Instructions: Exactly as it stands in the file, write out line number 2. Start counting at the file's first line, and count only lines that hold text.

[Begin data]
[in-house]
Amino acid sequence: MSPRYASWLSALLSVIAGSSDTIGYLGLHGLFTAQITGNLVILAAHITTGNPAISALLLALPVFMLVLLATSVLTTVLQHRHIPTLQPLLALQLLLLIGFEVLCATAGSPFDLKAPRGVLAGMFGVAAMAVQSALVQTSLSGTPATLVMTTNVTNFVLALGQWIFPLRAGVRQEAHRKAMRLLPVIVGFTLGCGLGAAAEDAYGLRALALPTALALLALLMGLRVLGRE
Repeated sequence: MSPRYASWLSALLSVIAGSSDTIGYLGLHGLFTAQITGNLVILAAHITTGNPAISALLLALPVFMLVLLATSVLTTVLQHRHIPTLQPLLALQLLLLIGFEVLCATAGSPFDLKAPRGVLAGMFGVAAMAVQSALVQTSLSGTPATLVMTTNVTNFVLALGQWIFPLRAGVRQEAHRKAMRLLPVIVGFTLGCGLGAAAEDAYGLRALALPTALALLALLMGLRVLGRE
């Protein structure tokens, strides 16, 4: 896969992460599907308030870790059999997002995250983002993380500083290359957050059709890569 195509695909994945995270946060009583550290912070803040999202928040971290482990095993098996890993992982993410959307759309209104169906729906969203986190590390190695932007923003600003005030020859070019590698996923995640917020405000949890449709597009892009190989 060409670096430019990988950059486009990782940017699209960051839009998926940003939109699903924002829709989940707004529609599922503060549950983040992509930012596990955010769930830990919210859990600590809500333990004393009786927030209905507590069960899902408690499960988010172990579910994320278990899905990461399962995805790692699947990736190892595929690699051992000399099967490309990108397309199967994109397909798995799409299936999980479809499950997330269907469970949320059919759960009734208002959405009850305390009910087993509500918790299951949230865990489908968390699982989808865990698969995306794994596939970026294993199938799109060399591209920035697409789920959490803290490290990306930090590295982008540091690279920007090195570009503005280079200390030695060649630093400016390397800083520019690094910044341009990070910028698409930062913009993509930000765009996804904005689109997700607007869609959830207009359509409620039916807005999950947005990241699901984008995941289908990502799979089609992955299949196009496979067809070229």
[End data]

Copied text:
Amino acid sequence: MSPRYASWLSALLSVIAGSSDTIGYLGLHGLFTAQITGNLVILAAHITTGNPAISALLLALPVFMLVLLATSVLTTVLQHRHIPTLQPLLALQLLLLIGFEVLCATAGSPFDLKAPRGVLAGMFGVAAMAVQSALVQTSLSGTPATLVMTTNVTNFVLALGQWIFPLRAGVRQEAHRKAMRLLPVIVGFTLGCGLGAAAEDAYGLRALALPTALALLALLMGLRVLGRE